On 1 April 2020, the Dubai Financial Services Authority (the “DFSA”) introduced a new listing regime for small and medium sized enterprises (“SMEs”), which allows SMEs based in any jurisdiction to raise funds through capital markets by issuing shares, listing such shares on the DFSA’s Official List of Securities and admitting them for trading on NASDAQ Dubai.
The new listing regime is aimed at boosting the SME sector in the UAE by allowing SMEs to raise equity funding at a lower cost and within a less stringent regulatory framework. The regime is not only beneficial to SMEs that want to raise growth capital but also provides an additional viable exit option for potential private equity, and venture capital, investors that look to initially help grow, and eventually exit from, a SME. The regime has been implemented through an amendment to the Markets Rules of the DFSA Rulebook and other relevant sections of the DFSA’s Rulebook Modules (the “Rules”).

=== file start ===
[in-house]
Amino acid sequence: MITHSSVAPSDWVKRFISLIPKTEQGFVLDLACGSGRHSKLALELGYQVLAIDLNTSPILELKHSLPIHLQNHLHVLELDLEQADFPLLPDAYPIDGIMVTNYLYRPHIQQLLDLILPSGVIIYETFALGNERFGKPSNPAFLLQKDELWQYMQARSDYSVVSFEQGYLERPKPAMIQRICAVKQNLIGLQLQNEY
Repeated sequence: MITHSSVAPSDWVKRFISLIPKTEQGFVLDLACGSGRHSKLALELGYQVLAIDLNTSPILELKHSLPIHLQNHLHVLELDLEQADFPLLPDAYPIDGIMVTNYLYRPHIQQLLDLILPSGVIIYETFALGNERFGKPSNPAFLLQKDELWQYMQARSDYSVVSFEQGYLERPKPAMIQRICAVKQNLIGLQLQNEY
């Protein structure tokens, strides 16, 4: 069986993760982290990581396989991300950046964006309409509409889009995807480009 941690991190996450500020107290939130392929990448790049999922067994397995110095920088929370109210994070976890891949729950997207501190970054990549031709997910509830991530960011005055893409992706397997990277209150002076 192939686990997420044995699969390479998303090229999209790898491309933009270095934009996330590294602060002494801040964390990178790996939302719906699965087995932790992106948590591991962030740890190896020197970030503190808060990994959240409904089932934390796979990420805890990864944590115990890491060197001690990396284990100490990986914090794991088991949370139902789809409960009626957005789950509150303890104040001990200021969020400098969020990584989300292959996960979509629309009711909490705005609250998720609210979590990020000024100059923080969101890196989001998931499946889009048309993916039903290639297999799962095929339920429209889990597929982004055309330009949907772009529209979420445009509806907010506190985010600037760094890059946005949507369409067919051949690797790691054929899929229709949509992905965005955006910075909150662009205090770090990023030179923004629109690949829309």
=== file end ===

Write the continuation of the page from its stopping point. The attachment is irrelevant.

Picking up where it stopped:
A summary of the key features of the new listing regime is set out below.
1. Definition of SME: A company seeking to admit its shares on the DFSA Official List of Securities will qualify as a SME if the aggregate market value of the shares it is applying to list is reasonably expected to be less than US$250 million. A listed company will continue to be deemed a SME if the aggregate market value of its listed shares at admission is actually less than US$250 million and its rolling average market capitalisation does not exceed US$500 million over a period of 90 consecutive days. The market capitalisation of a SME will need to be calculated on a daily basis. A company which exceeds the US$500m threshold will lose its SME status. When a listed entity ceases to be a SME, the some of the main differences in terms of the Rules applicable to it will be that the requirement for SME-tailored website disclosures falls away and the manner in which its annual fee is calculated will change.